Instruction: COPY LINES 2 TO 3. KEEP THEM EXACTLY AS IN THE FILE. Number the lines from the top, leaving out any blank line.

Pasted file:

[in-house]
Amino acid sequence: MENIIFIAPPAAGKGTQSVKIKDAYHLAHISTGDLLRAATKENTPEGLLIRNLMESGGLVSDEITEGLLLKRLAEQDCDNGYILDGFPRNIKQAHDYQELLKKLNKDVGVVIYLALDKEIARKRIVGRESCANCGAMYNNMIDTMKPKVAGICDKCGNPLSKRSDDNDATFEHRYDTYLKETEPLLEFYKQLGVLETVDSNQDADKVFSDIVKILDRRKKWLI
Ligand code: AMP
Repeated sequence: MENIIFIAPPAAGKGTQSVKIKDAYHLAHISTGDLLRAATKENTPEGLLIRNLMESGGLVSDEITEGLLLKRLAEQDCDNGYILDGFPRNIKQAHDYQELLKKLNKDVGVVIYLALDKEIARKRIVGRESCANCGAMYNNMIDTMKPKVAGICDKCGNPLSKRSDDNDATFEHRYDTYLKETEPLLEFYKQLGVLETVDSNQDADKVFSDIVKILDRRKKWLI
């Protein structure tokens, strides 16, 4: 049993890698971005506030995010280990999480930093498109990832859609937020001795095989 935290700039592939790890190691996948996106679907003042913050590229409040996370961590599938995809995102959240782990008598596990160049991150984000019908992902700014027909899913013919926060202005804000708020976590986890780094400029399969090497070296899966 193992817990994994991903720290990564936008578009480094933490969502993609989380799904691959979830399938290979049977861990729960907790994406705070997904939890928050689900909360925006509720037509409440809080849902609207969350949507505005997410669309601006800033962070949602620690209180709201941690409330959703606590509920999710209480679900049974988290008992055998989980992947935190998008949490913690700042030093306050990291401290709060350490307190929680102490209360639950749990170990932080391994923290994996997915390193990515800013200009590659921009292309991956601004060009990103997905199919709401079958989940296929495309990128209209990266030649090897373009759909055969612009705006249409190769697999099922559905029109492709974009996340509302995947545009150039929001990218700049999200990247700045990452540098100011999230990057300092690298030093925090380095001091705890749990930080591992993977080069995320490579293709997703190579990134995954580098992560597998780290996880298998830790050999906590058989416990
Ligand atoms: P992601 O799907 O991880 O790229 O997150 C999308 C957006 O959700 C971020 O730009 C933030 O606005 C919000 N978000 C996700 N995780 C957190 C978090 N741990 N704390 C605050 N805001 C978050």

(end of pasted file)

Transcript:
Amino acid sequence: MENIIFIAPPAAGKGTQSVKIKDAYHLAHISTGDLLRAATKENTPEGLLIRNLMESGGLVSDEITEGLLLKRLAEQDCDNGYILDGFPRNIKQAHDYQELLKKLNKDVGVVIYLALDKEIARKRIVGRESCANCGAMYNNMIDTMKPKVAGICDKCGNPLSKRSDDNDATFEHRYDTYLKETEPLLEFYKQLGVLETVDSNQDADKVFSDIVKILDRRKKWLI
Ligand code: AMP